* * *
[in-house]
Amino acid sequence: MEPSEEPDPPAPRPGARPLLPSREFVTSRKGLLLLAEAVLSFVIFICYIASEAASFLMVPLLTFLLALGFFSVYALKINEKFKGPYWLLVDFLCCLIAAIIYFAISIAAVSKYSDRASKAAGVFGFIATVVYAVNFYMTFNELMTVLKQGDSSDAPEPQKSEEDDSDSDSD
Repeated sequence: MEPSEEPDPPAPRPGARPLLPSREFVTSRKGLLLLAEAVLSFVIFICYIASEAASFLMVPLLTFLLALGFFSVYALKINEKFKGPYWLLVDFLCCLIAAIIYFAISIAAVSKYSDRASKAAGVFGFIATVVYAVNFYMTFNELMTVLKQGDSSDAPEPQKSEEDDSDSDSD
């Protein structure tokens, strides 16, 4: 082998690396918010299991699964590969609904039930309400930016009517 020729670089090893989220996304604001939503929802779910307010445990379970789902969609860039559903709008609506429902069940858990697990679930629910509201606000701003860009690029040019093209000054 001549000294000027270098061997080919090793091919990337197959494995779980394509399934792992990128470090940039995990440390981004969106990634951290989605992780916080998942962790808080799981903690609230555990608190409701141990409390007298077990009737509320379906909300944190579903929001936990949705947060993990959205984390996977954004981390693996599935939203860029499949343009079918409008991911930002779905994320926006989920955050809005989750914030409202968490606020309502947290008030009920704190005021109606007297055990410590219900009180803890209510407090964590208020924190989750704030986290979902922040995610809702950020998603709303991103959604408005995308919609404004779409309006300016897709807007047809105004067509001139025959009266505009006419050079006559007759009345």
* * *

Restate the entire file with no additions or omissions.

[in-house]
Amino acid sequence: MEPSEEPDPPAPRPGARPLLPSREFVTSRKGLLLLAEAVLSFVIFICYIASEAASFLMVPLLTFLLALGFFSVYALKINEKFKGPYWLLVDFLCCLIAAIIYFAISIAAVSKYSDRASKAAGVFGFIATVVYAVNFYMTFNELMTVLKQGDSSDAPEPQKSEEDDSDSDSD
Repeated sequence: MEPSEEPDPPAPRPGARPLLPSREFVTSRKGLLLLAEAVLSFVIFICYIASEAASFLMVPLLTFLLALGFFSVYALKINEKFKGPYWLLVDFLCCLIAAIIYFAISIAAVSKYSDRASKAAGVFGFIATVVYAVNFYMTFNELMTVLKQGDSSDAPEPQKSEEDDSDSDSD
């Protein structure tokens, strides 16, 4: 082998690396918010299991699964590969609904039930309400930016009517 020729670089090893989220996304604001939503929802779910307010445990379970789902969609860039559903709008609506429902069940858990697990679930629910509201606000701003860009690029040019093209000054 001549000294000027270098061997080919090793091919990337197959494995779980394509399934792992990128470090940039995990440390981004969106990634951290989605992780916080998942962790808080799981903690609230555990608190409701141990409390007298077990009737509320379906909300944190579903929001936990949705947060993990959205984390996977954004981390693996599935939203860029499949343009079918409008991911930002779905994320926006989920955050809005989750914030409202968490606020309502947290008030009920704190005021109606007297055990410590219900009180803890209510407090964590208020924190989750704030986290979902922040995610809702950020998603709303991103959604408005995308919609404004779409309006300016897709807007047809105004067509001139025959009266505009006419050079006559007759009345």